Real Talk

A Good Quality for Any Parent is Being Attuned to Their Inner Child

One of the most important skills and qualities of a good parent is knowing how to speak to your inner child.

We’re always looking for books on how to be a good parent. We spend hours of our days and maybe a lifetime, burying ourselves in all sorts of content on how to be good parents to our kids. Or, “what are the qualities or characteristics of a good parent?” Because somehow, no matter what we do, everything seems not enough. Either, it’s not enough or it’s just wrong. But there is a way to become better parents. One of the most important qualities of a “good” parent is their willingness to develop their ability to speak to their Inner Child.

What do you mean by “inner child”?

An “inner child” is a part of us that lives in the back of our minds. It exists in our subconscious, remembering in clear detail all the good, the bad, the dreams, the hopes, and the traumas we had before our brains could even make sense of it. While it does sound like some spiritual and mystical mumbo jumbo, the existence of an “inner child” does explain a lot of these feelings that are difficult to describe:

  • Intense feelings of accomplishment whenever our parents’ praised us for getting a perfect score on our schoolwork.
  • The joy of our efforts and hard work finally being noticed by our superiors.
  • The need to “bury oneself in a hole” or “disappear” whenever we make a mistake because someone called us out prior or the punishment was too much for our minds to handle.
  • The calm, zen-like peace we feel when we are with the person who simply completes us.
  • The incredible empathy and compassion we feel when a song’s lyrics simply relate to us.

Unfortunately, our Inner Child is someone we eventually abandon for the sake of “growing up”. Or for many Filipino families, for the sake of “keeping the peace”.

What happens when we do abandon them?

Any emotionally stressful event, if not spoken about or dealt with, eventually transforms those negative feelings into trauma. It then starts to leak into our behaviors and responses. It’s seen in how we lose our temper when our child spills their milk on the floor, how we freeze at the sound of criticism, how we will fight tooth and nail for our child for an issue that may appear small to other people, and many other events. Our Inner Child always screams, “Fight for your kids! Don’t let History repeat itself!”

But because many of us learned over the years that our stress, sadness, anger, and exhaustion don’t matter compared to the needs of the family, we shut our Inner Child up. We silence them. The pain then festers like poison because eventually, we start doing that to our kids, too.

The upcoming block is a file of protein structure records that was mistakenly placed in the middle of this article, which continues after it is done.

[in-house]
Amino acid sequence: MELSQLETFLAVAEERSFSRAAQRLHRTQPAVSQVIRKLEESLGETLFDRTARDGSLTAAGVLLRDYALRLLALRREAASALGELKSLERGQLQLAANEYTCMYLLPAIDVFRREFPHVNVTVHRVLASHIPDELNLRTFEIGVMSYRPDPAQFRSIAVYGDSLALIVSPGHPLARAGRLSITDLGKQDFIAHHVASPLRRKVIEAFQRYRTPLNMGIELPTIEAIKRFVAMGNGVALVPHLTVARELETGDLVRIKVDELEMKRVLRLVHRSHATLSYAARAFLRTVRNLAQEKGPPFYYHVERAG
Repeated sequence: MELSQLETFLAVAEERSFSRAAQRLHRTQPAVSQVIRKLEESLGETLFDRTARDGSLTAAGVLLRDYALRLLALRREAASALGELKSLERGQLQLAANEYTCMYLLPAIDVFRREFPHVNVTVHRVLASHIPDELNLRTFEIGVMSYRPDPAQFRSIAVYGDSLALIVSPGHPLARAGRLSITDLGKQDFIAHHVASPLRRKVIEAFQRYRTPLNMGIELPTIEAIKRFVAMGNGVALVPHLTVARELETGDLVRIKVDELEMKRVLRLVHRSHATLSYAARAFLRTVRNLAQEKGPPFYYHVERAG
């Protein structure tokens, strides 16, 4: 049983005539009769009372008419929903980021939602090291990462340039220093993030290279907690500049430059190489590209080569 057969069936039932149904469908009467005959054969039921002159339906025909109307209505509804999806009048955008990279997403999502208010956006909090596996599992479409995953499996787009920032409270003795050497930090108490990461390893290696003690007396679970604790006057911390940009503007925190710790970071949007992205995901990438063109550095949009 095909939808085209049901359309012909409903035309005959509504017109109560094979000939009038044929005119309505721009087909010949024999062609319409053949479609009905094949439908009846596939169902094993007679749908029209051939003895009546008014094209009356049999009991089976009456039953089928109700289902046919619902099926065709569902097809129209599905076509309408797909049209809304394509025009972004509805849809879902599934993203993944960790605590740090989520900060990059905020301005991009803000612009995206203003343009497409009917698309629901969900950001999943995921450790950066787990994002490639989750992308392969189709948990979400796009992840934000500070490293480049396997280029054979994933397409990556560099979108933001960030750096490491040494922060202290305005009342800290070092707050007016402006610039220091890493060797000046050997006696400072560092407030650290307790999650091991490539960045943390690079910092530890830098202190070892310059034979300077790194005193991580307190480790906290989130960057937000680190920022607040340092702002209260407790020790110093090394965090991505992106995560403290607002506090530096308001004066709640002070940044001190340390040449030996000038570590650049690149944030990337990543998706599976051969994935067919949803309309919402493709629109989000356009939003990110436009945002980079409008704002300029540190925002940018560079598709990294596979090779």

But how do you speak to them?

Speaking to our Inner Child is no easy task. We’re constantly living our lives on fast-forward, multi-tasking, thinking, and doing everything for everyone because someone has to do it. However, we need to consciously hit the brakes on ourselves. When something bad or painful happens, listen to the emotions you’re feeling. Pull yourself out of the situation if need be. Do not command yourself to not feel. Do not tell yourself that your being a parent means sacrificing your right to be angry, to be hurt, and to love yourself.

Then, the healing begins.

Being attuned to that voice makes us better parents to our kids.

Speaking and listening to our Inner Child allows us to become more empathetic to our child’s feelings. We recall the moments we made mistakes and the wishes of how our parents could have handled things better, revealing clues to what our kids learn from more when they’re stuck in a rut. After all, a child’s nature is 50% genetic. This means that their personality may make them more open to a parenting tactic you wished your parents did for you.

Looking for more qualities that make one a “good” parent?

Parents Can Build A Secure Attachment Style With Their Kids In These Ways
How To Break and Heal from Generational Trauma
8 Things Moms Shouldn’t Feel Guilty For

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